Political correctness reached a new height (or depth) when a six-year-old boy in Ionia, Michigan, was suspended from his Jefferson Elementary kindgarten class for pretending that his hand was a gun and pointing the "barrel" (his finger) at another student. The offender, six year old Mason Jammer, made another student in his class feel "uncomfortable."
The Tenth Amendment movement sweeping across the nation has made its way to the Beehive State. The Utah-Made Firearm Act states that all firearms, firearm accessories, and "ammunition that is manufactured commercially or privately in the state to be used or sold within the state [of Utah] is not subject to federal law or federal regulation, including registration, under the authority of Congress to regulate interstate commerce." The bill, SB11, was signed by Utah Governor Herbert Cary on February 26 after passing through the state legislature in a near-party line vote.
Every time a year ending in a zero swings around, the federal government conducts a census — typically in early spring, meaning that 2010 Census forms should be in our mailboxes in a matter of a few weeks or days. Advance letters for the 2010 Census have probably already landed in a lot of mailboxes around the country. The federal government’s conducting a census is Constitutional, but in the words of Ron Paul — as is often the case, the single "No" vote against participation in the 2010 Census — the census “has grown far beyond what the framers of our Constitution intended.”
When Homeland Security Secretary Janet Napolitano announced that Major General Robert Harding was President Obama’s latest nominee for the Transportation Security Agency (TSA), she said, “Mr. Harding has the experience and perspective [emphasis added] to make a real difference in carrying out the mission of the agency. If there was ever a nominee that warranted expedited…consideration in the Senate, this is it.”
Analysts are predicting at least a partial victory for gun rights after the Supreme Court heard oral arguments Tuesday in McDonald v. Chicago, a case about the city’s draconian hand-gun ban that could have major implications for state and local firearm regulations across the nation. But even some supporters of the right to keep and bear arms have been critical of the strategy pursued.
Hillary Clinton will not easily be mistaken for Sir Winston Churchill, but our nation’s Secretary of State borrowed a metaphor from old “Winnie” recently when lecturing on the importance of freedom on the Internet. As the former British Prime Minister warned of the communist “iron curtain” descending on Eastern Europe at the beginning of the Cold War, Secretary Clinton has warned of an “information curtain” falling in those nations where governments have used modern technology to suppress and plunder, rather than facilitate, the flow of information among peoples and nations.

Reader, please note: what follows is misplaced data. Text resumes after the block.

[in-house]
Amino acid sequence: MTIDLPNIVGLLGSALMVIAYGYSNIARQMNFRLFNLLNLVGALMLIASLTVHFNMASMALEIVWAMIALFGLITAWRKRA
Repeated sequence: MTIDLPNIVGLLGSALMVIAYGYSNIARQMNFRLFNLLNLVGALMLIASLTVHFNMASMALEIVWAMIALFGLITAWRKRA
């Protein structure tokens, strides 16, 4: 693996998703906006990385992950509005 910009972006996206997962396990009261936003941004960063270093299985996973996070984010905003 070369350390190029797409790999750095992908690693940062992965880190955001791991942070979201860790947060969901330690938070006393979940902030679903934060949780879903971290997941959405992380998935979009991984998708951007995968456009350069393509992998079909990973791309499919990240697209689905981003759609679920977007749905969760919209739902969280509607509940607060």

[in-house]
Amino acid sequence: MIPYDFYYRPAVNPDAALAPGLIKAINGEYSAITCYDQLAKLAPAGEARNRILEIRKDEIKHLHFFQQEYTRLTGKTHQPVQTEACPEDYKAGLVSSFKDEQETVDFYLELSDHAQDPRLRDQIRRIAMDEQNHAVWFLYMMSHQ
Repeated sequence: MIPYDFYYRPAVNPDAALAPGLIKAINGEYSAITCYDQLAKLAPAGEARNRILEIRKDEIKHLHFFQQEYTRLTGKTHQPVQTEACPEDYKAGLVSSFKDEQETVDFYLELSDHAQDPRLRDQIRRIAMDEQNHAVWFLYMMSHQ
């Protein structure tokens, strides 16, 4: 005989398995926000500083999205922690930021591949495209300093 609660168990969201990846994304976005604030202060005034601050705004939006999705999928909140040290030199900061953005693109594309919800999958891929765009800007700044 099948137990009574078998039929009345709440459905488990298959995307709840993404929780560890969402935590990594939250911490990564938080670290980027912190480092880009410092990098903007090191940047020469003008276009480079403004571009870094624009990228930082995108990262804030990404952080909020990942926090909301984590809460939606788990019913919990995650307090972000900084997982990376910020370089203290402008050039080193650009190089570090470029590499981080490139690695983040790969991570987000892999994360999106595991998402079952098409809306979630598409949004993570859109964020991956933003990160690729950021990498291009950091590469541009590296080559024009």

When U.S. Postmaster General John Potter recommended eliminating Saturday delivery service in order to save money, he was merely responding to the postal service’s continuing inability to make money, or even cover its costs, delivering the mail. In a microcosm, the postal service’s difficulty is reflective of the government’s attempt to operate anywhere outside the constraints of the Constitution.
James Madison, known to history as the Father of the Constitution, reckoned that “the first and most natural attachment of the people will be to the governments of their respective states.” Lately, the state legislatures for their part are demonstrating their resistance to imposition of federal healthcare mandates that would ostensibly force citizens in the several states to purchase a qualifying medical insurance policy.
"This is real hope," one enthusiastic attendee told this writer during the First Annual Tenth Amendment Summit held in Atlanta, Georgia, February 25-26. Sponsored by Georgia gubernatorial candidate Ray McBerry and the Tenth Amendment Center (Los Angeles), the summit was attended by a capacity crowd of 400 who all seemed to share the same sentiment — and who cheered as each of about two dozen candidates used his three minutes to pledge adherence to the ideals of liberty and state sovereignty if elected to office.
President Obama signed a one-year extension of three provisions of the USA Patriot Act Saturday February 27. House Judiciary Committee Chairman John Conyers (D-Mich.) explained two days earlier that the law will “extend three provisions of our foreign intelligence surveillance laws for 1 year. The provisions are section 206 of the PATRIOT Act, governing roving wiretaps; section 215, which addresses the collection of business records; and the so-called ‘lone wolf surveillance’ law. Without extension, these provisions will expire on Sunday coming.”
One frequent news angle in stories regarding The John Birch Society's sponsorship of this week's ongoing CPAC conference has been the question of whether so-called “fringe groups” like The John Birch Society should be admitted to the conference. Neo-conservatives like David Horowitz, whose website called CPAC's acceptance of The John Birch Society a “monumentally stupid decision,” has repeatedly fretted the sponsorship. Horowitz's view is to “Keep the Fringe on the Fringe.”